Head light-ness, what's the most head-light that you ever enjoyed swinging?

Discussion in 'Racquets' started by DeShaun, Jul 22, 2011.

  1. DeShaun

    DeShaun Banned

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    How far head-light do you go?
     
    #1
  2. BreakPoint

    BreakPoint Bionic Poster

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    11 pts. HL in a PS 6.0 95. :)
     
    #2
  3. RoughOG

    RoughOG Rookie

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    12 pts. HL A[k] 6.1 95 :)
     
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  4. HiroProtagonist

    HiroProtagonist Professional

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    #4
  5. Fuji

    Fuji Legend

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    13 Points, Wilson Prostaff Classic 6.1!

    -Fuji
     
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  6. fuzz nation

    fuzz nation Legend

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    Interesting issue that I'll bet many players overlook in their gear. I think that a racquet often feels the most familiar for me when its balance is "right" (for me). It can help a lighter racquet feel stable and a heavier frame more maneuverable.

    The balance in my racquets is actually a little dependent on the weight of the frame. My stock 6.1 Classics are probably 10 pts. HL and they also weigh in at 12.8 oz. I have an oddball mid-plus Prince frame that weighs maybe 12.4 oz., but it also balances up at 11 pts. HL and can feel too twitchy (unsteady) for me. If I noodle around with a frame that's down around 12.0 oz., it definitely feels more stable for me with a balance that's a couple points less HL than these.

    Then there's my pair of LM Prestige mids. When they came to me, they only had something like 6-7 pts. HL balance, but they were also really heavy and soft. In that layout, they were nearly useless for me. Lots of lead on the handles got their balances feeling about right and even though their static weights had been upped to 13.4 oz. they felt GREAT because I'd taken their balances up to 11 pts. HL. I may even try adding a little more to one of them just to see if it handles any better with even greater HL balance, but they're night-and-day better for me as they are.
     
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  7. anirut

    anirut Legend

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    I'm with fuzz on the "balance feels right" and weight-HL relationship.

    Some sticks, however, could be sort of "heavy" but yet need to be less HL to feel right. This, IMO, is probably due to the construction of the sticks, being sorta feeling "hollow" inspite of having a considerable SW.

    In conclusion: No hard and faste rules.
     
    #7
  8. OldButGame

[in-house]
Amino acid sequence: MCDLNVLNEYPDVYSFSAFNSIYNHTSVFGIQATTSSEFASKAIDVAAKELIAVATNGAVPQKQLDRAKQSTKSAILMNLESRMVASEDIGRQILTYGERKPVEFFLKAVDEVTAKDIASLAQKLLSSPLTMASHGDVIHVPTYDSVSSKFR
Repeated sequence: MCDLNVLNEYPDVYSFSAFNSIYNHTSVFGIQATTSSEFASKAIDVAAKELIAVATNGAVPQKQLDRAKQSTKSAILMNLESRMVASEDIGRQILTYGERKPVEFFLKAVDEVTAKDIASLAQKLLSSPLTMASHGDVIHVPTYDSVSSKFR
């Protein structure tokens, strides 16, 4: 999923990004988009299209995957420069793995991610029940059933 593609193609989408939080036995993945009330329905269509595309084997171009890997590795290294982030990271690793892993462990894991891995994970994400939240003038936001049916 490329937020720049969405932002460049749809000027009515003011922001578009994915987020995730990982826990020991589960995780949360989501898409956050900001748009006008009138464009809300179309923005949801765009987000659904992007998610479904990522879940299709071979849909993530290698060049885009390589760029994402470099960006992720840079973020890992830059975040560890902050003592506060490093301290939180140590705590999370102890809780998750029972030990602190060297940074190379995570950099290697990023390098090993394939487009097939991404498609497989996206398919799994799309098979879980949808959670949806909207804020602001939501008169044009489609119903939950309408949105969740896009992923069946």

OldButGame Hall of Fame

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    I used to be hung on the 12+ oz sticks that were 10 or more pts HL,....
    ..But from tons of experimenting I'm finding I like (same weight) 12+ oz sticks,...but more 5-7 pts HL.
    (ala my BB11s and PB10MP). For me personally i get my best stuff from these.
     
    #8
  9. TheLambsheadrep

    TheLambsheadrep Professional

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    8-9 pts headlight, working with lead now and might keep going...
     
    #9
  10. whomad15

    whomad15 Semi-Pro

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    I believe my pog mid is around 7 points headlight and roughly 12.8oz after my tampering with lead tape.
    the exo3 ignite @ 11pts is the most headlight i've went.
     
    #10
  11. goran_ace

    goran_ace Hall of Fame

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    there's an obsession with headlight on these boards. +/-10 pts in either direction is excessive. if you want to experience plow-through and keep up your racket head speed drop your static weight and bring it back to 7-8 pts headlight.
     
    #11
  12. ced

    ced Semi-Pro

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    really nice stick .......

    AVERY M3 Control mid+, it is 12 points HL and was the lowest I've used.
     
    #12
  13. sepidoel

    sepidoel Rookie

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    12 pts HL, 12.3 oz weight Prince EXO3 Rebel 95. Very nice racquet but too heavy for me.

    7 pts HL, 11.6 oz Dunlop Biomimetic 100 is the best so far.
     
    #13
  14. joshj2112

    joshj2112 New User

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    My prostock prince racquets are 13 ounces and 11 points headlight
     
    #14
  15. AceServer

    AceServer Rookie

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    9 points head light in my LM radical
     
    #15
  16. fuzz nation

    fuzz nation Legend

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    Wouldn't it be more reasonable to say that it's excessive for you?

    I also think that there's a difference between getting maximum racquet head speed compared with the idea of generating enough of it, depending on the player. If someone needs to churn out more spin on the ball, the big contributing factor there is racquet speed. But if a player needs to hit with some power, a heavy racquet can do that without a super-fast swing.

    Hefty racquets with 10 pts. HL balance have been common among all-court players and doubles killers for decades. Don't use them if you don't like them, but I don't think it's at all accurate to label these sorts of frames as excessive or an obsession. For some types of players, they're the standard tools of the trade.
     
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